A source for healthcare professionals to access the latest data and information on the diagnosis, treatment and management of patients with gut related disorders


Physiology of bile acid diarrhoea

Professor Julian R.F. Walters

Consultant Gastroenterologist and Professor of Gastroenterology, Imperial College London, London, UK

Bile acid diarrhoea (BAD) is a common but under-recognised cause of chronic functional diarrhoea, accounting for up to a third of patients who otherwise would be labelled as diarrhoea-predominant irritable bowel syndrome (IBS-D).1,2

Bile acids normally undergo an enterohepatic circulation. This starts with the hepatic synthesis of bile acids from cholesterol, and then conjugation with glycine or taurine.3

The conjugated bile acids are then secreted via the bile ducts into the intestine, where they solubilise lipids into micelles to aid in their absorption. Bile acids undergo reabsorption, with active absorption of conjugated bile acids in the ileum. Uptake of bile acids by the hepatocytes then occurs, and they are subsequently resecreted.3 If bile acids enter the colon, diarrhoea can result.2

In BAD, an excess of bile acids is found in the colon, either because they are not absorbed in the small intestine, or due to overproduction.1 Bacterial metabolism changes bile acids, producing stimulation of colon secretions with watery diarrhoea, and increased motility.1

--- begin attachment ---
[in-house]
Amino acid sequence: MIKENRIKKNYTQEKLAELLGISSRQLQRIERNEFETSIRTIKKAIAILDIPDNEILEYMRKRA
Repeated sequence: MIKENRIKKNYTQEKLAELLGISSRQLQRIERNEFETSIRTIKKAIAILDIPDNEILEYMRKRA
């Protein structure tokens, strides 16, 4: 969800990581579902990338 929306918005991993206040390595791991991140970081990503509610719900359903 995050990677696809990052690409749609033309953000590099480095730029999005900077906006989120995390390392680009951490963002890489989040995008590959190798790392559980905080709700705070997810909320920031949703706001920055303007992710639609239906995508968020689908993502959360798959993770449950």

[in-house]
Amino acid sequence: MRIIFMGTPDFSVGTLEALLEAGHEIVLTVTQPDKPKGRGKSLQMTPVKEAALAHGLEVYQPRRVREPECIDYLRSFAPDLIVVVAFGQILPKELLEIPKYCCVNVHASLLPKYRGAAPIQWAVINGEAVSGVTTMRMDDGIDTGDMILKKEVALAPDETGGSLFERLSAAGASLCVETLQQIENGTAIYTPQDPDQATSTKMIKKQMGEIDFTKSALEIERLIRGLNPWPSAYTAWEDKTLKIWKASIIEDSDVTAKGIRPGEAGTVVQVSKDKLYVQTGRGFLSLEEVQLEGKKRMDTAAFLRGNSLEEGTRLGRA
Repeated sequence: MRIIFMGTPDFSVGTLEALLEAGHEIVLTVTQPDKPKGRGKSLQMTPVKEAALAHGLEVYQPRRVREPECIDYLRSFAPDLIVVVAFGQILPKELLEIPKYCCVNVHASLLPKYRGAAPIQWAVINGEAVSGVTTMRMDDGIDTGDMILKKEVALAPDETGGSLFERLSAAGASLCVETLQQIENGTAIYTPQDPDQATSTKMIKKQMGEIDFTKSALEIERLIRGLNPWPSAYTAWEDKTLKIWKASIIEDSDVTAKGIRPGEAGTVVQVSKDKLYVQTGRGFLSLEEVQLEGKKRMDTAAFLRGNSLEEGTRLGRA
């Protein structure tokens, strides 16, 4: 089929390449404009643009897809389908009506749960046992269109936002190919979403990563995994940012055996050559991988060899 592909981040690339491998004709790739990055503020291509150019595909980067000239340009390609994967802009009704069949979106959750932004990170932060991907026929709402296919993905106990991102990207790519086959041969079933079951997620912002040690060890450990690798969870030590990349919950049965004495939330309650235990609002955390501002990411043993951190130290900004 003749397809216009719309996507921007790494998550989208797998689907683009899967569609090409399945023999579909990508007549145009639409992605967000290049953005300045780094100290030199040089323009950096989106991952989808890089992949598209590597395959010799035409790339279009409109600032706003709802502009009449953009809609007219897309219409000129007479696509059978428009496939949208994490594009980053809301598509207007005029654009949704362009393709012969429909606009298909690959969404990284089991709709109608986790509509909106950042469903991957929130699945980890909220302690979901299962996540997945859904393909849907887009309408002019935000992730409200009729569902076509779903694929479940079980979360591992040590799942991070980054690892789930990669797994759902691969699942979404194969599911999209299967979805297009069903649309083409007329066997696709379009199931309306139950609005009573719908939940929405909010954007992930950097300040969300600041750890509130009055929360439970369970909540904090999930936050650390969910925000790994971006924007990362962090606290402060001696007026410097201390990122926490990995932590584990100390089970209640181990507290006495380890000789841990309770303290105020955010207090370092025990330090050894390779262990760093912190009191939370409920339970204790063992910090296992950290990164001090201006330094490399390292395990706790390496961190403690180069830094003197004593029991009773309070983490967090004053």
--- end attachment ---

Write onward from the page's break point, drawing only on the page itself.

Methods that have been used for diagnosing BAD include measuring faecal bile acids, the tauroselcholic (75selenium) acid (SeHCAT) test, and various serum measurements of bile acid production and regulation.4,5


Professor Julian R.F. Walters is a Consultant Gastroenterologist and Professor at Imperial College London, London, UK. Professor Walters has contributed to more than 140 studies related to molecular and cellular function of the small intestine, in particular how the development and differentiation of the mucosal epithelial cells affects nutrient transport. This includes the effects of inflammatory diseases of the intestine causing malabsorption, such as coeliac disease and Crohn's disease, and the changes in gene expression during active disease and the repair process.


1. Wedlake L et al. Aliment Pharmacol Ther 2009;30:707–717.
2. Slattery SA et al. Aliment Pharmacol Ther 2015;42:3–11.
3. Chiang JYL. Compr Physiol 2013;3:1191–1212.
4. Valentin N et al. Gut 2016;65:1951–1959.
5. Pattni SS et al. Aliment Pharmacol Ther 2013;38:967–976.

Job number: JB57410GBl Date of Preparation: June 2019

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